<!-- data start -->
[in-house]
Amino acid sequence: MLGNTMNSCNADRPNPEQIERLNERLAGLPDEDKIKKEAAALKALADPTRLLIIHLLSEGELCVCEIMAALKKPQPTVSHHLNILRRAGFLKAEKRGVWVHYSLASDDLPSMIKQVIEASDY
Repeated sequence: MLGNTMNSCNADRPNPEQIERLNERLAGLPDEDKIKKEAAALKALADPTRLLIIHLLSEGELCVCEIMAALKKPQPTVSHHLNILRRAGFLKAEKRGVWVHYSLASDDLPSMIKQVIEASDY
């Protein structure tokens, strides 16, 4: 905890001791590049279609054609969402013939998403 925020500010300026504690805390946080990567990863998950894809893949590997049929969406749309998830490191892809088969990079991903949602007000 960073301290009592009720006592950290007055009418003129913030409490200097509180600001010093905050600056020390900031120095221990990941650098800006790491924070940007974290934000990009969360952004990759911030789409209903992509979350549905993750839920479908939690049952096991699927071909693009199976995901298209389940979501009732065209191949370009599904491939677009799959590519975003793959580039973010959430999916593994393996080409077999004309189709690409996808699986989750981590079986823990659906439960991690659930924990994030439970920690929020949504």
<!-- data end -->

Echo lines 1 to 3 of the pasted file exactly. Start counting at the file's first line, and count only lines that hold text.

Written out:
[in-house]
Amino acid sequence: MLGNTMNSCNADRPNPEQIERLNERLAGLPDEDKIKKEAAALKALADPTRLLIIHLLSEGELCVCEIMAALKKPQPTVSHHLNILRRAGFLKAEKRGVWVHYSLASDDLPSMIKQVIEASDY
Repeated sequence: MLGNTMNSCNADRPNPEQIERLNERLAGLPDEDKIKKEAAALKALADPTRLLIIHLLSEGELCVCEIMAALKKPQPTVSHHLNILRRAGFLKAEKRGVWVHYSLASDDLPSMIKQVIEASDY